How to Greet a Dog
I continue to be amazed at how parents will let their children run up to a stranger’s dog and essentially shove their face near an unknown dog’s face never thinking that the dog could bite their child. I was thinking this at an event at Publix grocery store where we were collecting money for the Lion’s club and a mom had just shoved her stroller next Coach’s face so her daughter could pet him. Sigh.
It also came to mind the other day when I was on the lower division side of school which houses pre-k through 5th grade. Coach had his coat off, which hardly ever happens over in lower because I would normally be mobbed. Nicely mobbed, but mobbed all the same.
This time, the hallways were clear and I noticed that there were two girls who were standing and staring at Coach.
“Did you want to pet him?” I asked. They nodded and walked over. Southeastern Guide Dogs requires that all of our puppies sit to be greeted and that they remain calm and gentle. If they are not calm and gentle, we are to stop the greeting and remove the puppies. There are a couple of reasons for this.
- You don’t want puppies to get the idea that biting on people who are greeting them is acceptable. When the puppy goes to grab your hand or arm, the proper response is to cease all petting, to actually, “remove all affection.” I would use that phrase so much with my last puppy that when he went to be bitey the students would say in unison, “Remove all affection!” and lift their hands in the air. The absence of attention gets the puppy’s attention. That’s what you want. Biting = no petting. Licking or being sweet = lots of loving.
- You should be putting your puppy in a sit stay to greet people and getting them used to the fact that in order to have people pet them they need to be calm. Allowing them to walk up to people and then jump is unacceptable. Always make sure your dog is ready to greet and in a sit.
Which brings me to my next point which I haven’t seen written about much, but is critical.
Do not be afraid to tell people what to do and what not to do
- There have been many times when I have had the coat off of Coach and a couple of the high school girls have come in and seen him naked (which is what we call him when he has his coat off! 8-). Some of them will immediately emit a sound that only dogs can hear it is so high pitched and run squealing towards him. That is when I stand and put out my hand like a traffic cop: “STOP!” They stop in their tracks. All is quiet. “Be calm.” If it is essential for the dog to be calm, it is also essential for the person to be calm as well!. Pet the dog softly. Don’t smack them on the head. Scratch them under the chin and the chest. Concentrate on petting the body. It’s better to leave the top of the head and ears alone. You never know if a dog has dominance issues or has an ear sensitivity or might have an ear infection that day.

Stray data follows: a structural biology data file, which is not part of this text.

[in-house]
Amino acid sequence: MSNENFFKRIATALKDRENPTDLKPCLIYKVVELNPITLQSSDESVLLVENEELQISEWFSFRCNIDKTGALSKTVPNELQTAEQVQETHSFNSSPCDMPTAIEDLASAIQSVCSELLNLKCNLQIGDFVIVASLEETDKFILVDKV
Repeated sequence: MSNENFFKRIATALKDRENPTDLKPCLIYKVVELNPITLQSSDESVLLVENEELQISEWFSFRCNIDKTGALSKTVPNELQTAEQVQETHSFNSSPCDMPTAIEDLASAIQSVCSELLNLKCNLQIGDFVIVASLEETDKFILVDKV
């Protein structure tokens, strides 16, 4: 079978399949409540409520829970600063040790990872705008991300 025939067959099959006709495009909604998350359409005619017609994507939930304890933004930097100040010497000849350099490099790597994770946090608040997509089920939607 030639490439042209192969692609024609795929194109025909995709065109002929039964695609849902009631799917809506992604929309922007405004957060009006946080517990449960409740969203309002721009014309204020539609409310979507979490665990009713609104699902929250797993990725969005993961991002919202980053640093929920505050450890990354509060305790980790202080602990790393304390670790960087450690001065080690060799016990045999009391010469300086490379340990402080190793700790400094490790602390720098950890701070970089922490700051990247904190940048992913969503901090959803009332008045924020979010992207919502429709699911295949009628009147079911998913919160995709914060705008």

Back to My Story
So, my two little lower division girls came over and I put Coach into a sit. But he was being a bit of pill and he bit at the leash. The one girl said, “I’m a little afraid of dogs.” The other girl nodded. Coach was yanking at the leash and being silly. He was NOT calm.
I looked up at the girls. “Ladies, let’s do this another day. I want him to be really calm for you and he isn’t having a good day. Can we do that?”
They both nodded and ran off happy. I was happy that Coach hadn’t inadvertently cemented a child’s fear of dogs. Now we have an opportunity to try it again and get it right. When he is calm.
Last Rule: Don’t Be Afraid to Say No
- I know it sounds mean, but if your dog isn’t acting right, seems cranky or out of sorts and someone wants to pet him, say no. You are not doing anyone any favors by saying yes. And it might be a good time for a nap.